The newly weds pictured at Free Derry Corner. Picture supplied courtesy of Holly and Lime Photography.
Two young Derry women who got married in Donegal this summer have welcomed the implementation of same-sex marriage legislation in Northern Ireland earlier this week but said they were never going to wait until it became legal here before getting married.
Danielle Doherty and Emma Bradley received hearftelt congratulations from across the city when photos of them at various city centre landmarks appeared on social media on the day of their wedding. The couple also revealed that a photo of them taken at Free Derry Corner was their way of acknowledging the battle for civil rights for all at the iconic monument.
At midnight on Monday, same-sex marriage legislation in Northern Ireland fell into line with England, Scotland and Wales after Westminster enacted the laws in the continuing absence of Stormont.
Same-sex marriage was recognised in the Republic of Ireland in May 2015 after a referendum decreed a change in the constitution that marriage was legal irrespective of the gender of the partners.
Danielle told the Derry News: “Having a wedding in the North wasn't an option. It wasn't anything I wanted to do, because I didn't want a civil partnership, I wanted a marriage. I'm Irish, I live in Ireland and so I wanted to get married here, and it was legal here, so we went to Donegal.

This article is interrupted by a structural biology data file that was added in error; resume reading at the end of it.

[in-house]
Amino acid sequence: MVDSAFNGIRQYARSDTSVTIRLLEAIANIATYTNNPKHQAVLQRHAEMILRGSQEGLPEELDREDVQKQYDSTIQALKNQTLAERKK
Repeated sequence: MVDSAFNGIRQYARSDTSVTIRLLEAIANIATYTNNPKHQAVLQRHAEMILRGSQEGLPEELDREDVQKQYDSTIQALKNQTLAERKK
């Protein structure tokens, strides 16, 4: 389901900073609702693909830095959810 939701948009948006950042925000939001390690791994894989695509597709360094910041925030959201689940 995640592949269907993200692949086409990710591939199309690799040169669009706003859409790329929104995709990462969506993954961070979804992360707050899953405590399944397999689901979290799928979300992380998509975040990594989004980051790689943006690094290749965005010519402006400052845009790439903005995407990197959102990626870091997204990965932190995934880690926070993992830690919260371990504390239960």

“I think a civil partnership made it seem that what we had was less important – it undermined the whole relationship.
And, Emma said: “We didn't even consider looking at venues in the North, we weren't interested if it wasn't a marriage. I thought why should other people be allowed to marry if they are in love? Why are we any different? We had to border hop to be treated the same.
“When Danielle proposed she didn't ask 'will you be my civil partner', she asked 'will you marry me?'
Asked what the couple thought of the situation where it took the intervention of Westminster legislation to equalise laws on same sex marriage with England. Scotland and Wales, Danielle told the Derry News: “It just seemed as if a small minority of people, the DUP, used this to keep themselves in power somehow. It's just baffling that such people exist who have such backward views about the whole thing. But, we would have never waited until it was implemented here before we got married. It was never going to stop us.
Emma added: “The rest of the world is moving forward, but it seemed that Northern Ireland was just stuck in the 1960s or 1970s and wasn't moving forward with the rest of the UK or Ireland. I don't care whether it was Westminster or Stormont who brought the changes in the law about. It doesn't bother me how it got in. I think it needed to be taken outside of here because it needed that extra push. Up until a few days ago we were married in the south of Ireland, England, Scotland and Wales but not in our own country. We were only civil partners here.”
Danielle said: “For the wedding we decided to do things unconventionally. For a start, we chose to get married on Friday 13th, because we both consider ourselves to be pretty unlucky,” she laughed.
“We got ready together in the morning and had our hair and make-up done together. We went for photos around Derry before the ceremony.
“We went to Free Derry Corner and the Museum of Free Derry, the Craft Village and into Peadar O'Donnell's and poured pints. We love Derry, and ideally yes, it would have been lovely to have got married in Derry but because of the laws it wasn't an option. So we got photos at landmarks that people would know and after that went done to Rockhill House in Letterkenny and got married there.